Which, interestingly, brings us back to Chris Evans. Now that they knew who Buzz was, it was essential to find the right person to play him.
“He needed to have a nice, rich sound, able to be both dramatic and comedic, and, most importantly, he needed to be heroic without coming off as arrogant or dense,” says Susman. “That's a tall order, and we immediately knew we had to ask Chris. What we didn't know is that he is a huge animation fan, and that he would bring passion to the project, as well as his myriad acting talents.”
“Chris was really the first choice,” affirms MacLane, “because he just seemed so right for it. It didn't take very long, just listening to his voice, to imagine that this is what Buzz sounds like. And he absolutely influenced the development of the character. We brought Chris on early – well over a year before any of the other cast members – so that we could really work out who Buzz was, what his arc needed to be, how he was going to grow.”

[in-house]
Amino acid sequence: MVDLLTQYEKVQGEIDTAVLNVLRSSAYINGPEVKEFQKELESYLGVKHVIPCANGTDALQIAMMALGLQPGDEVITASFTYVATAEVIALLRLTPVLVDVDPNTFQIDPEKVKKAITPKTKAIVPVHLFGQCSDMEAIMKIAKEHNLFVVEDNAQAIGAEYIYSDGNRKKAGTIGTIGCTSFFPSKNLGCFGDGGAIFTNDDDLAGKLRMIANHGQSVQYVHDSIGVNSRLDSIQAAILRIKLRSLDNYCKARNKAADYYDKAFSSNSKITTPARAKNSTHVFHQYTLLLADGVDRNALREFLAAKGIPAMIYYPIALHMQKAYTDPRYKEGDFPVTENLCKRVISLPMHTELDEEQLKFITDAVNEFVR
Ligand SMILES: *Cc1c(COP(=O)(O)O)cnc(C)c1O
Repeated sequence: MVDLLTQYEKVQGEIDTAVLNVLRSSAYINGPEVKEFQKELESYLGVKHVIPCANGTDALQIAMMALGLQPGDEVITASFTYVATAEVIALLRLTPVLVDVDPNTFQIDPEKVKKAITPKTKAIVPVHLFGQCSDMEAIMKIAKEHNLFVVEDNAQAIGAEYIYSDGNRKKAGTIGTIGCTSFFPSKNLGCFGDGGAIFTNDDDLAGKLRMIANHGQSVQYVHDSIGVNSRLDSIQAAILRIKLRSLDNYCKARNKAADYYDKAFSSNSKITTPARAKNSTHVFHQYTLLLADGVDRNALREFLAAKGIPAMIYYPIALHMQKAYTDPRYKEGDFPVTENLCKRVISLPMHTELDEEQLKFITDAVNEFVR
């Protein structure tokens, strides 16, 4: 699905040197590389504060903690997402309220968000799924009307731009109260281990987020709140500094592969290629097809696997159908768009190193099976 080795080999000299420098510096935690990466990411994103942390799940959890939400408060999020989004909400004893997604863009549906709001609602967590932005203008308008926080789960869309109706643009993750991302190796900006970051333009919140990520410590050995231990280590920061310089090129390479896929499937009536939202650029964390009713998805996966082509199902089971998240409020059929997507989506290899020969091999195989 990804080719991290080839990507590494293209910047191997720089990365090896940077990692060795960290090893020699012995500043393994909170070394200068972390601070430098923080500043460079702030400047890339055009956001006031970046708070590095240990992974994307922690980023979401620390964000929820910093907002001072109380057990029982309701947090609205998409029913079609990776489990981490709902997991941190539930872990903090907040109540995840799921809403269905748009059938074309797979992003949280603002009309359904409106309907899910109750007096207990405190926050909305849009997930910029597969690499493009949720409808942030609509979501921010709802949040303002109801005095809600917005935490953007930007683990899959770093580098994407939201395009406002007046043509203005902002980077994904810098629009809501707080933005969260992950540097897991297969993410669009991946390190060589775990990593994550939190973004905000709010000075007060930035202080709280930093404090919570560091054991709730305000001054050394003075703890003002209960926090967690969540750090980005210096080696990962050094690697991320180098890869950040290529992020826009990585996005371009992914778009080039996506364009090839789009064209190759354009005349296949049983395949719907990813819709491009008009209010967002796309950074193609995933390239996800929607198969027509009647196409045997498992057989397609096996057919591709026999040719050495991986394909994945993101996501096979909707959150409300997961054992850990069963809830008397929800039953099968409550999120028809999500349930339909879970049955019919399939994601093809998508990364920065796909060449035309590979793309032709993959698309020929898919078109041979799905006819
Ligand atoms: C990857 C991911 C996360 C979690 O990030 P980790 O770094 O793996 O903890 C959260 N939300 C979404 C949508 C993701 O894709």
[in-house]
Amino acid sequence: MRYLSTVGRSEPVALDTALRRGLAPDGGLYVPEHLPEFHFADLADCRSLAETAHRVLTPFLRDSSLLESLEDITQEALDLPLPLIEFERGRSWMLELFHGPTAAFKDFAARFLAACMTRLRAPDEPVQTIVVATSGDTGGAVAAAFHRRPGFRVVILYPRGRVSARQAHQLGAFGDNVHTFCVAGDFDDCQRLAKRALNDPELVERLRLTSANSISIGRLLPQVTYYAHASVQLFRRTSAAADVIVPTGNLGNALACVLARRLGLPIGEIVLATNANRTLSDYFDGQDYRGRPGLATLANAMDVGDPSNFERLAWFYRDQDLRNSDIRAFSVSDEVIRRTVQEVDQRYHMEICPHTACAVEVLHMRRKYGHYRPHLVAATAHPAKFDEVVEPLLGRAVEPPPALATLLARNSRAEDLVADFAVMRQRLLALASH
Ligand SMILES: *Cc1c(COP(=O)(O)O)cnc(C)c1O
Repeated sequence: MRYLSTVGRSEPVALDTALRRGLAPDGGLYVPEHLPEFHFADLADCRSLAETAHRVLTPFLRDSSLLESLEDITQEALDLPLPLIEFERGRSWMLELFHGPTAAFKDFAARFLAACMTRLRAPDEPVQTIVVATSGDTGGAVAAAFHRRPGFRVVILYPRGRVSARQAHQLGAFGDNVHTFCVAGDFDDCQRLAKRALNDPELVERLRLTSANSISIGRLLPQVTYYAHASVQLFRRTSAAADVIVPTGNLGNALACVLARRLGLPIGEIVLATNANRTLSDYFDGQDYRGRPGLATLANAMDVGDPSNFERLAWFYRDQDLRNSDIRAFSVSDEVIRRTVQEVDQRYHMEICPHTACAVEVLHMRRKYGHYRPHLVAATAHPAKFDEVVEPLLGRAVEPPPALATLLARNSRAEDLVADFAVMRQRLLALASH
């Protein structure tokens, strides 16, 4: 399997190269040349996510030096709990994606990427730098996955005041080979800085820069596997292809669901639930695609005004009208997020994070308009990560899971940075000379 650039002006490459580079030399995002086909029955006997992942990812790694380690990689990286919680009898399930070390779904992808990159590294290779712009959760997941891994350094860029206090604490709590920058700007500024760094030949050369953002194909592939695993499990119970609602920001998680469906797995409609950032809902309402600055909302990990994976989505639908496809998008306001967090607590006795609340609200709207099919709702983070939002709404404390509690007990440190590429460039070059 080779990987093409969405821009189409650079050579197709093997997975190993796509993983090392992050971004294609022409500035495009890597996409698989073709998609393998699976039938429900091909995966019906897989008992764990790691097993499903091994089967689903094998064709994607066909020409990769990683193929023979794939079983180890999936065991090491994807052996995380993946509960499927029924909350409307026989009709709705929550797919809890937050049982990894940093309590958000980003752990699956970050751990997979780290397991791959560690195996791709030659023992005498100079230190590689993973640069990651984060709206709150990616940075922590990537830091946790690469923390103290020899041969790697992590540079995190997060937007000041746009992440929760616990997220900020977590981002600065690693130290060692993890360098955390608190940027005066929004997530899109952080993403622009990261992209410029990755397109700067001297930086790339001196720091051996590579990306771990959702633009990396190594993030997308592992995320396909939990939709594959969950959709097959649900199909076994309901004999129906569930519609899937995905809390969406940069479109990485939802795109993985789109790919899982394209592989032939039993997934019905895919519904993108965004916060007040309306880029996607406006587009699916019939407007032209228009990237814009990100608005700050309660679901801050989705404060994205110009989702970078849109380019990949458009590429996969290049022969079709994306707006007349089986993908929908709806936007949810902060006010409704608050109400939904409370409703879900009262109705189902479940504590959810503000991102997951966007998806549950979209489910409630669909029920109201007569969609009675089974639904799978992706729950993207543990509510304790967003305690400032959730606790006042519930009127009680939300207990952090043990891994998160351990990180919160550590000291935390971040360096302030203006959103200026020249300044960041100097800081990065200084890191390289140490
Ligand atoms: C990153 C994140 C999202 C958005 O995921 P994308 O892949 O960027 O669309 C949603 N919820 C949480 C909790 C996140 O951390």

Overall, MacLane and Susman estimate that it took three or four years to nail down Lightyear’s story, with its complex interplay between past and future. It was, MacLane says, an extended process, marked by trial and error, in which the pieces of the narrative slowly came together to form a coherent whole. In this effort, they were aided immeasurably by a series of screenings, as well as by Pixar’s singular creative community.
“The great thing about test screening something at Pixar,” Susman emphasizes, “is they're not shy about letting you know if it doesn't work.”